A ìLifetime of Passion,î inferring either Fidel Castroís longevity or the almost half century Cubans have lived under the Castro-led revolution, is how filmmaker/Loyola Marymount University professor Glenn Gebhard describes the current Cuban situation in his new documentary.

Cuba: A Lifetime of Passion, directed by Gebhard and narrated by Michael York, explores the ideological, social and economic divisions between Cubans and exiled Cubans, explores the history of the Cuban Revolution and looks at the current quality of life for ordinary Cubans. The film gathers opinions and predictions from both Miami and Havana about life in Cuba in a post-Castro era.

Cuba: A Lifetime of Passion will be screened at 7 p.m. Friday, April 20th, at the Santa Monica College Art Complex Room 214, 1900 Pico Blvd., Santa Monica. Admission is free. Gebhard will host a post-film discussion.

The film talks to officials of the Cuban Government; members of CDRs (Committees for the Defense of the Revolution), which are neighborhood groups made up of citizens vigilant in the defense of the socialist way of life; and ordinary Cubans struggling through daily life.

The filmmakers go 90 miles across the Florida Straight to Miami, where the population is made up of the families of Batista loyalists and original opponents of the 1959 revolution as well as those who have become disillusioned with the Cuban government in the decades since. Another portion of the population in Miami is portrayed as apolitical, having fled to Miami for financial gain and a richer standard of living.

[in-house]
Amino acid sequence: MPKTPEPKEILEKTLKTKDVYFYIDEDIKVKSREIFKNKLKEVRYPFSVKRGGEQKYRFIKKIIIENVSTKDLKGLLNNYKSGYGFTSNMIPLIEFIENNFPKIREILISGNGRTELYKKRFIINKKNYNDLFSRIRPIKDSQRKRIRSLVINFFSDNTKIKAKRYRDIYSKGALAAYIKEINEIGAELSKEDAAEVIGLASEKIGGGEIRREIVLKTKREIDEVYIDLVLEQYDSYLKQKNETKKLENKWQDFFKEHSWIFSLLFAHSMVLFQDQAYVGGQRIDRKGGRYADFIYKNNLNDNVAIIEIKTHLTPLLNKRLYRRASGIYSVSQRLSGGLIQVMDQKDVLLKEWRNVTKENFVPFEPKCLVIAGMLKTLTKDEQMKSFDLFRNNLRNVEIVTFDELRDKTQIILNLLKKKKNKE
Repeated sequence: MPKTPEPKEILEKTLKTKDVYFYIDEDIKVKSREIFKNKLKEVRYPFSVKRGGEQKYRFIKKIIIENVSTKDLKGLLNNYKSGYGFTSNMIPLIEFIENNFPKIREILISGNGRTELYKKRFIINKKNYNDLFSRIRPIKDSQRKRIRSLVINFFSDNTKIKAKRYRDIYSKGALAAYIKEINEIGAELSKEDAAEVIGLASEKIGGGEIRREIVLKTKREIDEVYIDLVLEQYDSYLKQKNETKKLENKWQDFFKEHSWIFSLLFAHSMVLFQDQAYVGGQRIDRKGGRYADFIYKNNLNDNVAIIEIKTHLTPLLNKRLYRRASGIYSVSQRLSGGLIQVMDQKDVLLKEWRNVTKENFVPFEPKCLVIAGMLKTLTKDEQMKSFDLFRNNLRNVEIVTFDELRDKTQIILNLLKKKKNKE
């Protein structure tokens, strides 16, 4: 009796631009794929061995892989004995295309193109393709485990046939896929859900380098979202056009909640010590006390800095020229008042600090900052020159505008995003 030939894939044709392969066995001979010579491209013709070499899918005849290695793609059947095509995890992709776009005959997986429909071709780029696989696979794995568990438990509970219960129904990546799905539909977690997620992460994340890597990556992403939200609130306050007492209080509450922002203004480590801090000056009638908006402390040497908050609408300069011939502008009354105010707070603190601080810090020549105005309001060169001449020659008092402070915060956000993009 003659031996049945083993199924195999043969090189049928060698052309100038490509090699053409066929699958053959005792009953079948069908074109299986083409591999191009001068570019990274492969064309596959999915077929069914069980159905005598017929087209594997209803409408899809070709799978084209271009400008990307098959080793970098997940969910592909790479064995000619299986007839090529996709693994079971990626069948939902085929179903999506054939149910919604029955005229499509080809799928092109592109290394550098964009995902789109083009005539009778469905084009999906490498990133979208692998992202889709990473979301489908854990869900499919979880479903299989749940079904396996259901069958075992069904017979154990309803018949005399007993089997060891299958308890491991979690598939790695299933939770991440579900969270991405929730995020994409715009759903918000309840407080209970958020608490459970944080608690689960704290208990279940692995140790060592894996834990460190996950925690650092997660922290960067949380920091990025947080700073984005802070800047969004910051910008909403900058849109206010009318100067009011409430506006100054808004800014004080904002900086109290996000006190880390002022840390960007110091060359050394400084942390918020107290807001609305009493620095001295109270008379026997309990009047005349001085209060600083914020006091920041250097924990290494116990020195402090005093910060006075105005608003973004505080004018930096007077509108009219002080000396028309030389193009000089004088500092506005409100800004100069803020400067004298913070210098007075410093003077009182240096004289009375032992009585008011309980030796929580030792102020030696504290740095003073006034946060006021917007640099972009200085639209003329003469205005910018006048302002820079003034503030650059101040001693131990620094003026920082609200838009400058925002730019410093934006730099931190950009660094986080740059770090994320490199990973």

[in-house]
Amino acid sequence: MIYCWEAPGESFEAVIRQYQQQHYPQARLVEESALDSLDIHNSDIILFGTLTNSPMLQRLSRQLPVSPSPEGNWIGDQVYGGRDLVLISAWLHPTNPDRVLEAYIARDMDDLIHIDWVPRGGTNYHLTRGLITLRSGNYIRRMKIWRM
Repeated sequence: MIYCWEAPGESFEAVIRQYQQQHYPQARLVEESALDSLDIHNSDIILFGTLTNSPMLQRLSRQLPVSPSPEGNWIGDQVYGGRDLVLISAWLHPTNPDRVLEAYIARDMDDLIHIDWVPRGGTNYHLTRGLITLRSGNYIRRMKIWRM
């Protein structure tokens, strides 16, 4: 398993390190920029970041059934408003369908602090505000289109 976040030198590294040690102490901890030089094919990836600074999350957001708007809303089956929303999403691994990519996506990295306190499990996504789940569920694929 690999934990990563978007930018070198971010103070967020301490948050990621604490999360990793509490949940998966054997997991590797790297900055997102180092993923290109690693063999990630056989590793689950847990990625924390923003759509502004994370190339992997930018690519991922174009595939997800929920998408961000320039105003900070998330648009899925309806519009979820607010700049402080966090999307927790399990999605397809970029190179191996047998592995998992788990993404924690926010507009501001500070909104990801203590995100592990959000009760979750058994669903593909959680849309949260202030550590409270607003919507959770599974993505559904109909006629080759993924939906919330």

U.S. State Department officials, authors and academics also are interviewed in the film to provide perspective.

Castro loyalists interviewed in the film, including Manuel Yepe, a Cuban official who also was part of the Revolutionary army at age 19, describes a society of friendship, solidarity and equality, where each Cuban has access to health care and education.

Miami Cubans interviewed in the film, including Esteban Bovo-Carus, who fought in the failed CIA-backed Bay of Pigs invasion in 1961, are to this day equally as passionate about the fall of the Cuban Revolution and a return to a pre-Castro capitalist mode of Cuban society.

Though many of the Miami Cuban families that were once wealth before the Revolution have been embittered over the loss of riches, many others criticize what they call a lamentable human rights record in Cuba.

Huber Matos, once a military hero of the Cuban Revolution and later condemned by Castro as a traitor spending 20 years in a Cuban prison, expresses his hope for Cubans that remained in Cuba and those who fled to Miami to resolve their differences in post-Castro times.

In the film, Matos quotes a poem by Jose MartÌ, considered the father of Cuban independence: ìI cultivate a white rose in July as in January for the sincere friend who gives his hand frankly, and for the cruel person who tears out the heart with which I live, I cultivate neither nettles nor thorns, I cultivate a white rose.î

Matos relates this to the divisions between the Cuban people and the Miami community ó divisions he hopes will be solved peacefully.

ìThis verse is against hate, against extreme violence, against lies and agoism,î says Matos in the film.

Information, (310) 434-4543.

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